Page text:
France contemplates border controls as rightists pillory Schengen

Manuel Valls: 'We want France to be attractive'. [Shutterstock] [Frederic Legrand - COMEO/Shutterstock]

The French government may reintroduce border controls in an attempt to pacify critics of the Schengen area. EURACTIV France reports

French Prime Minister Manuel Valls announced plans to assign several hundreds of million euros to refugee hosting projects and opened the question of reestablishing border controls during a parliamentary debate on Wednesday (16 September).

In the half-empty hemicycle of the French National Assembly, the premier defended the government’s choices, which he said were “guided by an intelligent and firm heart”.

Manuel Valls told lawmakers that he rejected the discourse of those “who tell us: we have to close all the borders”, as much as those who say “We must be completely open.”

Beside the additional budget for the refugees, he also announced increased funding to tackle homelessness and the creation of 900 jobs in the security forces to counter illegal immigration.

The prime minister also stressed that France “would not hesitate” to re-establish temporary border controls “in the coming days or the coming weeks”, as Germany has already done. France has already re-established checks on its Italian border.

Understanding public opinion

80% of French citizens are in favour of these measures, according to a survey carried out by Elabe for BFM TV.

Speaking in the Senate after Valls’ speech, Minister of the Interior Bernard Cazeneuve said that deportations of asylum seekers whose claims had been rejected were up 20%. “We aim to pursue this trend,” he added.

The left wing parties of the French parliament joined forces to highlight France’s “moral responsibility” to host asylum seekers fleeing war in Syria and Iraq. They emphasised their conviction that France could overcome this challenge, as it did with the Spanish refugees fleeing Franco’s rule and the Vietnamese and Cambodian boat people.

Left-wing MPs also came together to condemn the European disunity on the matter. “In Europe, we do not abandon our responsibility for solidarity,” said Bruno Le Roux, the head of the Socialist party delegation. He added that he was “ashamed of the statements and decisions of the Hungarian authorities”.

Some attacked President François Hollande over his plan to accept 24,000 migrants over two years, calling it “modest” (Sergio Coronado, Green), or even “pathetic” (André Chassaigne, Left Front).

Schengen under fire from the right

Philippe Vigier, an MP from the centrist Union of Democrats and Independents (UDI), hailed the plan as “late but brave”, but said France needed a system to “distinguish between refugees and illegal immigrants”. He also aired his opinion that “Schengen is dead”.

Republican MP Valérie Pécresse shared this assessment of Europe’s border-free zone, and added that France should “send illegal immigrants back home to make way for the refugees”.

After being thrown into disarray by Angela Merkel’s decision to accept large numbers of refugees in Germany, Nicolas Sarkozy’s Republican party has tried to pull itself back together around a new proposal for the future of the EU’s free movement area, known as “Schengen 2”.

Nicolas Sarkozy proposed the creation of a temporary “war refugee” status, which could be withdrawn when peace returned to the refugee’s country of origin.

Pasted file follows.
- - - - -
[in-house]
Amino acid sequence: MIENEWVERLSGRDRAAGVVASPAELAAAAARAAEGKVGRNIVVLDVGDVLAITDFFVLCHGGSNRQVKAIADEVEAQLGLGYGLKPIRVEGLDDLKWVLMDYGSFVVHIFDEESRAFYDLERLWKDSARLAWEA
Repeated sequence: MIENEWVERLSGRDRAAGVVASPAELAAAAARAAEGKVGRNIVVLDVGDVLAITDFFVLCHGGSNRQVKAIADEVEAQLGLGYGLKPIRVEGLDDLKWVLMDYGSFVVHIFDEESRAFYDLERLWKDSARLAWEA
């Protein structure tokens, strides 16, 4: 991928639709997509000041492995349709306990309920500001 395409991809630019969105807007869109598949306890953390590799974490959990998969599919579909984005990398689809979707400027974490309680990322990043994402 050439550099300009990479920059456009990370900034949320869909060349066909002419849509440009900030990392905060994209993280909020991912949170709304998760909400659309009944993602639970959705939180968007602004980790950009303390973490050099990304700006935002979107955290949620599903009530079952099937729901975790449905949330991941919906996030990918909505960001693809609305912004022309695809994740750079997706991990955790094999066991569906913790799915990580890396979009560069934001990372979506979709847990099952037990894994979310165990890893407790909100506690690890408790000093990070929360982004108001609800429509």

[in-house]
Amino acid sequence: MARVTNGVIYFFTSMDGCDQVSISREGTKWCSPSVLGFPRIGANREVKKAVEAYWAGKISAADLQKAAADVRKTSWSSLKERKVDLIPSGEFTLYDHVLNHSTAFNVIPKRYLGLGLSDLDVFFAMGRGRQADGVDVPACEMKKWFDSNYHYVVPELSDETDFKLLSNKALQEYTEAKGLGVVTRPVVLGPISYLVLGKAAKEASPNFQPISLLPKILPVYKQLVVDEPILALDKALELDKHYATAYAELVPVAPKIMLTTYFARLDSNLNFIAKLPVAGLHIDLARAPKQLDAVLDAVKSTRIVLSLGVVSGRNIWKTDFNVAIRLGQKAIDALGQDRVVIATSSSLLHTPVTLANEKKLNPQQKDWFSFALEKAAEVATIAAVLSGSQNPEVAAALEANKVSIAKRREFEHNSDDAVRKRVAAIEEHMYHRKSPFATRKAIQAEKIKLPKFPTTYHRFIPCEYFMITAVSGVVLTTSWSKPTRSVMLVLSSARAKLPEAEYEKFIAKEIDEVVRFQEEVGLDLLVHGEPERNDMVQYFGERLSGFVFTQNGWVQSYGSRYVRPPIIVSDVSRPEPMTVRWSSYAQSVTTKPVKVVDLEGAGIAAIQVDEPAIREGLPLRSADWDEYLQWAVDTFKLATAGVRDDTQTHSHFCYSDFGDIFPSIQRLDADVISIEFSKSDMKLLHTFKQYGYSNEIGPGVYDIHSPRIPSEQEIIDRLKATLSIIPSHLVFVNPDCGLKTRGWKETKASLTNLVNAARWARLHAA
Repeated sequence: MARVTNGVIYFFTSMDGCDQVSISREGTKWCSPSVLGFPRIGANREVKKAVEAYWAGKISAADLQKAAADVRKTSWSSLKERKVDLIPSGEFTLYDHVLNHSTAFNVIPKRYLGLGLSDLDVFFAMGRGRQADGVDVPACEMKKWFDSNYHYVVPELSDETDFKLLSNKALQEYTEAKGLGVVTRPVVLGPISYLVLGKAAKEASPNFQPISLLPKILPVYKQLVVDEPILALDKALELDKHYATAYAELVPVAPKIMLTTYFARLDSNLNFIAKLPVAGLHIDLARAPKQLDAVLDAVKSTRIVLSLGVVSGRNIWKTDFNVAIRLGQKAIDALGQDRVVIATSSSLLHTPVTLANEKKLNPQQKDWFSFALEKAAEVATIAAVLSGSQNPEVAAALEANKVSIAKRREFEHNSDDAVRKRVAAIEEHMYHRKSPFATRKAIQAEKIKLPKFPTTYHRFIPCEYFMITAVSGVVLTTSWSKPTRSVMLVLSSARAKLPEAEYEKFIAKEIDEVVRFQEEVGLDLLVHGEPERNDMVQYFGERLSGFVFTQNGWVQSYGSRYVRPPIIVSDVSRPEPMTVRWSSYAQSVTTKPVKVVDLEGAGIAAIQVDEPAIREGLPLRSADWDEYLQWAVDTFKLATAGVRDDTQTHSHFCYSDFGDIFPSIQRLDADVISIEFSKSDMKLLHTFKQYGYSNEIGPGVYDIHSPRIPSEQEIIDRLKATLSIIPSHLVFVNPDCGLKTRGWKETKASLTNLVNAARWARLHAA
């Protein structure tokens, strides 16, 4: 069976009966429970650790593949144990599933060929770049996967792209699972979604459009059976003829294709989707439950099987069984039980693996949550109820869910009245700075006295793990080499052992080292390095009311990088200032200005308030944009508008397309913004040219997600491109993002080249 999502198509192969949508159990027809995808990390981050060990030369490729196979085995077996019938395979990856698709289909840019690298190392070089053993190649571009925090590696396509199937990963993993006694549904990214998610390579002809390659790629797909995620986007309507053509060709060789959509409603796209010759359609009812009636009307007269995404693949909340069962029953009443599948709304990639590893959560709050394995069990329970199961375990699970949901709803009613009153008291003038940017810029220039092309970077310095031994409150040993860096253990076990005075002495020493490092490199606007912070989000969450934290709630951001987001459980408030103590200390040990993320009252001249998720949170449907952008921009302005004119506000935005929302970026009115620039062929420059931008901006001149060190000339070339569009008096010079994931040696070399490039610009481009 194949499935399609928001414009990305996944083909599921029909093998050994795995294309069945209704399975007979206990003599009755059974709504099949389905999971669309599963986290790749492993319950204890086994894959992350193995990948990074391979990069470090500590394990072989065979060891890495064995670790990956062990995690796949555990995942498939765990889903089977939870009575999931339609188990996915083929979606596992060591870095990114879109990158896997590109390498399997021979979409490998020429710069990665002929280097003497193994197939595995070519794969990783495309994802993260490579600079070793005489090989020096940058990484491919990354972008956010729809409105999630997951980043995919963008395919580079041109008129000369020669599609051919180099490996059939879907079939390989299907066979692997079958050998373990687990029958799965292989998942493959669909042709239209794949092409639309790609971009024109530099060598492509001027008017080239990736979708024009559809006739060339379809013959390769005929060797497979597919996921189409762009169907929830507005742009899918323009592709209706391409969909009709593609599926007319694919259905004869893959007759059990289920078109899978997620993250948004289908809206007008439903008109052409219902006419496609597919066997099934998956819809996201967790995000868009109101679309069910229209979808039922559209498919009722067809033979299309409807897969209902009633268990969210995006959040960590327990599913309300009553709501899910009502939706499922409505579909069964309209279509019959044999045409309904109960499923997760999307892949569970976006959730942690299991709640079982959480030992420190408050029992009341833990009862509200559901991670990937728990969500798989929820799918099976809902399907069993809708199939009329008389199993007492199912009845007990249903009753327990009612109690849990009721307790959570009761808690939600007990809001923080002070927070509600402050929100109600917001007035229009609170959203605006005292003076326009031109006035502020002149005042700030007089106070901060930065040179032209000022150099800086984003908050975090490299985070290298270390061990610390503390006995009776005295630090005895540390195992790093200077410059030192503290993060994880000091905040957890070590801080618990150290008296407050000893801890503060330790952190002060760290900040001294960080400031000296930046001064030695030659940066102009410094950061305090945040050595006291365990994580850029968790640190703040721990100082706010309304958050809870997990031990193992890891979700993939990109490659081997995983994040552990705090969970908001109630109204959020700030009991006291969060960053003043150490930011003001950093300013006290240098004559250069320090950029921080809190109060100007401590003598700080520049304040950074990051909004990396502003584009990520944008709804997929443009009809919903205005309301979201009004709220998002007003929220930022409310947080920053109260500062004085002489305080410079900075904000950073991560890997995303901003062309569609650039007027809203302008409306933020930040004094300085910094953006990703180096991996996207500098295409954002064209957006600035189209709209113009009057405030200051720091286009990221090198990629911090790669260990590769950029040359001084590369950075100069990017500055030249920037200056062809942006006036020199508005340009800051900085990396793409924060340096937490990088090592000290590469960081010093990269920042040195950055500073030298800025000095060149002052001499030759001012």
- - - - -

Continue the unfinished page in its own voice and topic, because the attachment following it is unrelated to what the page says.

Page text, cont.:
The Republican party also held a “working day” on immigration on Wednesday (16 September), where it asked its members a series of 11 questions on, for example, whether or not they supported “the suspension of Schengen” or a “reduction of Europe’s social attractiveness”.

For political opponents of the former president, this is further evidence of a “swing towards the extreme right”.

Manuel Valls rejected the idea of a war refugee status, which he said “already exists”. He added that “Those who think they can get rid of the right to asylum like this are mistaken.”

The uncharacteristically united left also decried the National Front’s desire to abolish the Schengen treaty, saying they were determined not to allow “demagogues” to decide on issues that were “too important”.

>> Read: Juncker defies EU countries with distribution plan for 160,000 refugees

Since 1999, the EU has worked to create a Common European Asylum System and improve the current legislative framework.

New EU rules have now been agreed, setting out common high standards and stronger co-operation, to ensure that asylum seekers are treated equally in an open and fair system – wherever they apply.

But EU countries rejected the Commission's proposal that asylum seekers from the countries mostly affected from the arrival of migrants should be relocated in other EU member states.

The number of migrants entering the European Union illegally in 2014 almost tripled to 276,000, according to EU border control agency Frontex, nearly 220,000 of them arriving via the often dangerous Mediterranean crossing.

The chaotic situation in Libya has sparked a rise in migrant boats setting out for Europe from its unpoliced ports carrying refugees fleeing conflict and poverty in the Middle East and Africa.

In 2013, Italy’s previous government initiated the search-and-rescue operation "Mare Nostrum" or "Our Sea" after hundreds drowned in an incident off the coast of Lampedusa.

But Italy scaled back the mission after failing to persuade its European partners to help meet its operating costs of €9 million a month amid divisions over whether the mission was unintentionally encouraging migrants to attempt the crossing.

That made way for the European Union's border control mission, Triton.

However Triton, which has a much smaller budget and narrower remit, has been criticised by humanitarian groups and Italy as inadequate to tackle the scale of the problem. 

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